There we have it, one of the most beautiful stories among a collection of stunningly beautiful stories. Perhaps the beauty of the various Gospel stories may be likened to the beauty of the various individuals God has made: each different, and some revealing Him to a greater depth than others, but all dazzling with His radiance, His glory, His love.
As the week draws to a close and I anticipate another Sunday’s homily, I recall the simile we were given in last week’s homily that has accompanied me through the week: we need not fear the Devil or any of his henchmen, for they are more scared of us than we have right to be of them, seeing as Christ has won the battle; indeed, the priest urged us, they are like pufferfish, wishing to appear more frightening than they truly are. The priest also encouraged us to call out in the name of Christ these demons that plague us, and to command that they go away. Relevant to my recent struggles, he mentioned that while anxiety can certainly require medical attention (and he urged us to seek that kind of help if we need it), it can also have a spiritual source. The pufferfish image was memorable, seeing as my three-year-old son has a favourite page in one of his natural history books illustrating a meeting between a porcupine fish and a shark, with the shark approaching until frightened away by the porcupine fish puffed up, who has successfully given the illusion that this small prey is a threat.
Father’s counsel was just what I needed: this week, when negative thoughts crossed my mind, I called on Christ to cast them far from me. With the confidence of a Christian, I myself told them to flee in His Name, reminding them (and myself) I belong to Him, sealed by Baptism and Confirmation. If, like Peter, I quaver a little and start to sink, I cry to Jesus to save me, and He reaches out His hand. We cannot lose if we stand in Christ. It’s been several days now, and I’ve experienced a peace I haven’t had in a very long time, perhaps since before receiving the devastating news about my son Matthew two years ago (shy five days). It’s giving me hope.
Moreover, I’ve applied this teaching of the Lord’s mastery to my physical tension, which is related to my anxiety. My physiotherapist recently prescribed a practice called Mindfulness, and even sent me some audio files. I listened to one on falling asleep, something I struggle with most nights. It was all well and good, if a little odd, until it started to invite me to imagine beings encircling my bed, at which point the relaxation therapy backfired completely as my alarm bells started ringing loudly. As a Catholic, I don’t like to dabble with anything that invites ambiguous spirits, as experience has shown us that this can open the door to evil spirits, so I dropped that like a hot coal. At the same time, I recognized that the bodily tension I live with every minute of the day, even while sleeping, really ought to be addressed, especially as it’s become increasingly painful. Every night, therefore, I’ve been making my prayer one of surrendering the tension in my muscles to the Lord, asking Him to help me relax each one. I’ve never drifted off so easily.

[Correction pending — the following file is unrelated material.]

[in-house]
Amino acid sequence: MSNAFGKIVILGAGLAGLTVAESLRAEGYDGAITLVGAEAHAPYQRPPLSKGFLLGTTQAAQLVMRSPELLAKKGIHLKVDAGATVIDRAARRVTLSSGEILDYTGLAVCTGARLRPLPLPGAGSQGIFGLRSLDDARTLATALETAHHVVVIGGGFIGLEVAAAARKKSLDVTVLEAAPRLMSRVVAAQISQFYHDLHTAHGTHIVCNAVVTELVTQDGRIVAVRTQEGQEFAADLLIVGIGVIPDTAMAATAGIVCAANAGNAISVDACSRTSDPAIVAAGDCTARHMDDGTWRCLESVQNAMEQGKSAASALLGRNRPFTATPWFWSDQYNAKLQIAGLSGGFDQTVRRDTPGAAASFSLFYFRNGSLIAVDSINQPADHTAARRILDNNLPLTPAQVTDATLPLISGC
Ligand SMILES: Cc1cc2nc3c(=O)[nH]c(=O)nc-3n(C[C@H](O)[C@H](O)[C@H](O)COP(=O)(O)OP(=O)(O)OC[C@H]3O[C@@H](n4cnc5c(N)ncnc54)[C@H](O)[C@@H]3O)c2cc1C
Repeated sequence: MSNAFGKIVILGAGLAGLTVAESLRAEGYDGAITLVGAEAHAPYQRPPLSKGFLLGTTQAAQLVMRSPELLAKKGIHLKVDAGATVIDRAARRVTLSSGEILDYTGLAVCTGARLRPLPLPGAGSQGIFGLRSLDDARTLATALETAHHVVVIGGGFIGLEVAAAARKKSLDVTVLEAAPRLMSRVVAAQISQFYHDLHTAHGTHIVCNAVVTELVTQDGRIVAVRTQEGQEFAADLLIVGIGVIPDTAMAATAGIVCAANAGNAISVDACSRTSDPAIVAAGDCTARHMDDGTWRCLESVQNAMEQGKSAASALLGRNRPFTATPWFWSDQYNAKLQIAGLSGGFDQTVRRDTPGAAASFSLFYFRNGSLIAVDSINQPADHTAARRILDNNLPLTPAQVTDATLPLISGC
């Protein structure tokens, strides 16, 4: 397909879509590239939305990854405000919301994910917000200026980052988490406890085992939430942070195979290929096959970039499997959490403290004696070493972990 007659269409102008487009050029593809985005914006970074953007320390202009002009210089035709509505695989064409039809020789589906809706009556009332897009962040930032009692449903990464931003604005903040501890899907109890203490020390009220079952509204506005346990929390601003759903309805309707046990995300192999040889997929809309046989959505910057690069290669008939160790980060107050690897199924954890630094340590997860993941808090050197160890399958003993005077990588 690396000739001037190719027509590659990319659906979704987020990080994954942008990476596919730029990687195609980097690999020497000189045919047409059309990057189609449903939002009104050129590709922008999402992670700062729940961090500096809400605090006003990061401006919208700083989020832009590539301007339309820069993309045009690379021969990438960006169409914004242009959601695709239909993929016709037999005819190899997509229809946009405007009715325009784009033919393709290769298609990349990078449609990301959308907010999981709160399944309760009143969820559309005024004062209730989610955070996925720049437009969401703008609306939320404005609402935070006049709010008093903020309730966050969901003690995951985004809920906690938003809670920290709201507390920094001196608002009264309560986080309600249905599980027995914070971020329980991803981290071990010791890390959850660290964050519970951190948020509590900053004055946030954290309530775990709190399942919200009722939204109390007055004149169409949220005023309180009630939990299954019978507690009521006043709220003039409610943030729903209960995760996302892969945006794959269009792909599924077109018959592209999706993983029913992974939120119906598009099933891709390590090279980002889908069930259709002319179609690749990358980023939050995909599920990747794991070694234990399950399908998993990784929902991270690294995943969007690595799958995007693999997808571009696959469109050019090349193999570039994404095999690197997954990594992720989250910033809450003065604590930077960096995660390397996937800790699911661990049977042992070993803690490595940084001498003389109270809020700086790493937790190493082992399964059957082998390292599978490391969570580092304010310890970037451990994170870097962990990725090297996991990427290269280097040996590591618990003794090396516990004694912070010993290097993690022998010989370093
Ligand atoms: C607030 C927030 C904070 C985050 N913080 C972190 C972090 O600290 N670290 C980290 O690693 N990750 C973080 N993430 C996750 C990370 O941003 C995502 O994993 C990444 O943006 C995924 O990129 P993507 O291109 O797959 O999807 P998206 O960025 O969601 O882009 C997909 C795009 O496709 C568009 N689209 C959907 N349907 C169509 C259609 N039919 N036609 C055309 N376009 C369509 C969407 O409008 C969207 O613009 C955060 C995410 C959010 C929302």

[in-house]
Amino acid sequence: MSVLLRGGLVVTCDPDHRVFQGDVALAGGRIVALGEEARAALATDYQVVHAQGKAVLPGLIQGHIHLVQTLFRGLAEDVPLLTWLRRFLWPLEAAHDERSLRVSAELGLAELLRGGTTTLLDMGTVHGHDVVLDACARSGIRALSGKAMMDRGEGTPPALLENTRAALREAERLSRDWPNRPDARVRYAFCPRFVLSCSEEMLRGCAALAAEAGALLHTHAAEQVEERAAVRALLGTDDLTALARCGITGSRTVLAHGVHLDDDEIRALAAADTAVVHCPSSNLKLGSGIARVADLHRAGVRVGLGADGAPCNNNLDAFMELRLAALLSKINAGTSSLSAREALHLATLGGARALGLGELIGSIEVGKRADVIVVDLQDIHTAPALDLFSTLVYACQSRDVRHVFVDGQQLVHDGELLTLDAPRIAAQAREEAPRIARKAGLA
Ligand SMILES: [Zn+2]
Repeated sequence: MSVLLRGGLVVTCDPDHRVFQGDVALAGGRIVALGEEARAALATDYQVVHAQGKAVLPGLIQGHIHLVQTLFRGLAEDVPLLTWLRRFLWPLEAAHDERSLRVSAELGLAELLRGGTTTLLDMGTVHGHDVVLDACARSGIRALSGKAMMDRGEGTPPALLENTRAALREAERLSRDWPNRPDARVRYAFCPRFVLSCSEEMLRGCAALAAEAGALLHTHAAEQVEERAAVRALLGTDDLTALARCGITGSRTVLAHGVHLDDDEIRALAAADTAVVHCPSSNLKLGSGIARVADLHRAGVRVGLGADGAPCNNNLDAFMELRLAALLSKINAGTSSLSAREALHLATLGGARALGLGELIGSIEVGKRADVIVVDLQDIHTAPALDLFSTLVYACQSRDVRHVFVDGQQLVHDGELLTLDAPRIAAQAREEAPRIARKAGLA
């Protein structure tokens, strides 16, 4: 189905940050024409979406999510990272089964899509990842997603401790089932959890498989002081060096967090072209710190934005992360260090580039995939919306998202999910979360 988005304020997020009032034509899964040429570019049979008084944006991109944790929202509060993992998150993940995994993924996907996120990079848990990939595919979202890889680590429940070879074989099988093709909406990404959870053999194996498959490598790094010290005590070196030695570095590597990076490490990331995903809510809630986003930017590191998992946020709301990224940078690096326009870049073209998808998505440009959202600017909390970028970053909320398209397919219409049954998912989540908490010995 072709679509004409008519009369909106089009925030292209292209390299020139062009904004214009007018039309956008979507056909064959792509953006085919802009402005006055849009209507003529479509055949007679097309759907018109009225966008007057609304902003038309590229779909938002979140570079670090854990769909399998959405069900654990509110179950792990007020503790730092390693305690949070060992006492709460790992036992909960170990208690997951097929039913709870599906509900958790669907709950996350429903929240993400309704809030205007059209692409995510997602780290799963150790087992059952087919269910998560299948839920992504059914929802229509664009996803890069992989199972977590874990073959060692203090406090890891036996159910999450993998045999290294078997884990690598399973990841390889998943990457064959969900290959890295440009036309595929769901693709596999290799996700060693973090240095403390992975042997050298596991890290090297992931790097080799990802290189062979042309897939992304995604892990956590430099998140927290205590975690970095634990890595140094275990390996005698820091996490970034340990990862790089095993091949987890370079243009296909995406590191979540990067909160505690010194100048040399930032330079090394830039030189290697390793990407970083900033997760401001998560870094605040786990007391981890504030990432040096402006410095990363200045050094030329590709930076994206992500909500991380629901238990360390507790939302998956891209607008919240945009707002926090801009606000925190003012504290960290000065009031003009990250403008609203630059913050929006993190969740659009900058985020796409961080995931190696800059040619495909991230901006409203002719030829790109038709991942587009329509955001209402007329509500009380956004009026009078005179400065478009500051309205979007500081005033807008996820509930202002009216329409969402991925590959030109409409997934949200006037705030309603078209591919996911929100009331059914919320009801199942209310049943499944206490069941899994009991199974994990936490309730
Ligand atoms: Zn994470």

In other news, I sacrificed my home and family to the completion of Pearl S. Buck’s The Good Earth this past week, and it was not in vain. I hope I might have time to write some reflections soon, for it was as rich as the very earth she kept describing.
On December 31st, the Ghost of Facebook Past revealed to me that over the past decade that I’d been on Facebook, two recurring New Year’s resolutions have been to cut back on anxiety and to cut back on Facebook. Now, one charming aspect of having a relatively poor memory is that I frequently experience surprise; I suppose I could find it humiliating, and occasionally I do, but more often than not it’s refreshing, perhaps especially because in other areas of my life I exhaust myself with my tenacity. So on New Year’s Eve, as I was warming up to rise to the traditional invitation to change my life for the better, much to my surprise and horror and amusement, I discovered the same old resolutions hanging up from years past like wives in Bluebeard’s closet.
Moreover, unlike those noble folks who resolve, say, to exercise more in the new year and spend New Year’s Day jogging, the Ghost returned to me on January 1st to reveal that I had failed in my resolutions on the very first day.
OK. Assessing the situation, I can see that neither my own strength of will (or lack thereof), nor my pleading with the Lord to pour out His grace on me, nor even my determined resolutions made quasi-public for the sake of accountability are getting me anywhere. It’s time to fight my demons with a new tactic:
As the Catholic Church tends to focus more on the Sacraments and rote prayers, I haven’t had a great deal of experience with the spiritual practice of praise beyond the Glory Be and the Praise and Worship songs that were sung at the youth retreats I sought out since I was a teenager, and that my soul felt some attraction to but my intellect and musical taste often recoiled from. Indeed, it is largely thanks to those retreats led by NET Canada that I was taught to have a conversational relationship with God, something my soul thirsted for. I knew about praise but I didn’t really practise it. Probably the closest I came to it was in Adoration of the Blessed Sacrament, when Jesus sits on the altar in the form of the Eucharist and we just sit in silence, gazing at each other in love (this is really quite impossible to describe to someone who hasn’t experienced it; the first time I encountered Adoration it seemed very strange indeed).